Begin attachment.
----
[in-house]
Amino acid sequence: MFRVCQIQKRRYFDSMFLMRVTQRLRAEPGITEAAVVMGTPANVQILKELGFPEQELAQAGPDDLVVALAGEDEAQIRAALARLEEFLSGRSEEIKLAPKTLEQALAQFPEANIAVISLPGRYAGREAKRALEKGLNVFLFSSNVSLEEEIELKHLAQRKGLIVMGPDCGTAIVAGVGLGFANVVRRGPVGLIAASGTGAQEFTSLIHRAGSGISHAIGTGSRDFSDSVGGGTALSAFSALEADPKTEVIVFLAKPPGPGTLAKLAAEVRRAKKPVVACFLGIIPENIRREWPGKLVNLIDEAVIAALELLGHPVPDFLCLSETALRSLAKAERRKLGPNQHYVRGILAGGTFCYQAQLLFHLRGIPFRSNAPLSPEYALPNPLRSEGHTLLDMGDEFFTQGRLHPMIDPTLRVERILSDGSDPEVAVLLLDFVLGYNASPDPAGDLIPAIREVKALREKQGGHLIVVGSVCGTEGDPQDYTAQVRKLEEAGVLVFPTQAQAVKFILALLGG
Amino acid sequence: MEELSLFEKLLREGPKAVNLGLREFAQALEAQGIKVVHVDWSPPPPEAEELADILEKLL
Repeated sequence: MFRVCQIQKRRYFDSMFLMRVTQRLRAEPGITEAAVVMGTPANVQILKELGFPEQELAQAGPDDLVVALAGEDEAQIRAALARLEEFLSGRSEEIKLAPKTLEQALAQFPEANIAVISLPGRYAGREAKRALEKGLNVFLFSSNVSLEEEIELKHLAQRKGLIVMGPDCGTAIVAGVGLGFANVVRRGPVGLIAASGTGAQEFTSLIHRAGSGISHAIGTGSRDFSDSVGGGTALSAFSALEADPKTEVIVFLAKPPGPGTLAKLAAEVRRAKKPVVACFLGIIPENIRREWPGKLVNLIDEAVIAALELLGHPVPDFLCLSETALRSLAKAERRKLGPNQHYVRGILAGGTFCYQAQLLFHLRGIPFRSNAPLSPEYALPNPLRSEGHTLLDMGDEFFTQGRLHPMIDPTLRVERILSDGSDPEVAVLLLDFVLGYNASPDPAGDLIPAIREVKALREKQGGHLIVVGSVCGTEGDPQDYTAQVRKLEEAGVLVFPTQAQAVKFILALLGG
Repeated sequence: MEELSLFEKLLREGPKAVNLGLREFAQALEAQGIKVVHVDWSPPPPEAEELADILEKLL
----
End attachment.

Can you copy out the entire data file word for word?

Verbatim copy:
[in-house]
Amino acid sequence: MFRVCQIQKRRYFDSMFLMRVTQRLRAEPGITEAAVVMGTPANVQILKELGFPEQELAQAGPDDLVVALAGEDEAQIRAALARLEEFLSGRSEEIKLAPKTLEQALAQFPEANIAVISLPGRYAGREAKRALEKGLNVFLFSSNVSLEEEIELKHLAQRKGLIVMGPDCGTAIVAGVGLGFANVVRRGPVGLIAASGTGAQEFTSLIHRAGSGISHAIGTGSRDFSDSVGGGTALSAFSALEADPKTEVIVFLAKPPGPGTLAKLAAEVRRAKKPVVACFLGIIPENIRREWPGKLVNLIDEAVIAALELLGHPVPDFLCLSETALRSLAKAERRKLGPNQHYVRGILAGGTFCYQAQLLFHLRGIPFRSNAPLSPEYALPNPLRSEGHTLLDMGDEFFTQGRLHPMIDPTLRVERILSDGSDPEVAVLLLDFVLGYNASPDPAGDLIPAIREVKALREKQGGHLIVVGSVCGTEGDPQDYTAQVRKLEEAGVLVFPTQAQAVKFILALLGG
Amino acid sequence: MEELSLFEKLLREGPKAVNLGLREFAQALEAQGIKVVHVDWSPPPPEAEELADILEKLL
Repeated sequence: MFRVCQIQKRRYFDSMFLMRVTQRLRAEPGITEAAVVMGTPANVQILKELGFPEQELAQAGPDDLVVALAGEDEAQIRAALARLEEFLSGRSEEIKLAPKTLEQALAQFPEANIAVISLPGRYAGREAKRALEKGLNVFLFSSNVSLEEEIELKHLAQRKGLIVMGPDCGTAIVAGVGLGFANVVRRGPVGLIAASGTGAQEFTSLIHRAGSGISHAIGTGSRDFSDSVGGGTALSAFSALEADPKTEVIVFLAKPPGPGTLAKLAAEVRRAKKPVVACFLGIIPENIRREWPGKLVNLIDEAVIAALELLGHPVPDFLCLSETALRSLAKAERRKLGPNQHYVRGILAGGTFCYQAQLLFHLRGIPFRSNAPLSPEYALPNPLRSEGHTLLDMGDEFFTQGRLHPMIDPTLRVERILSDGSDPEVAVLLLDFVLGYNASPDPAGDLIPAIREVKALREKQGGHLIVVGSVCGTEGDPQDYTAQVRKLEEAGVLVFPTQAQAVKFILALLGG
Repeated sequence: MEELSLFEKLLREGPKAVNLGLREFAQALEAQGIKVVHVDWSPPPPEAEELADILEKLL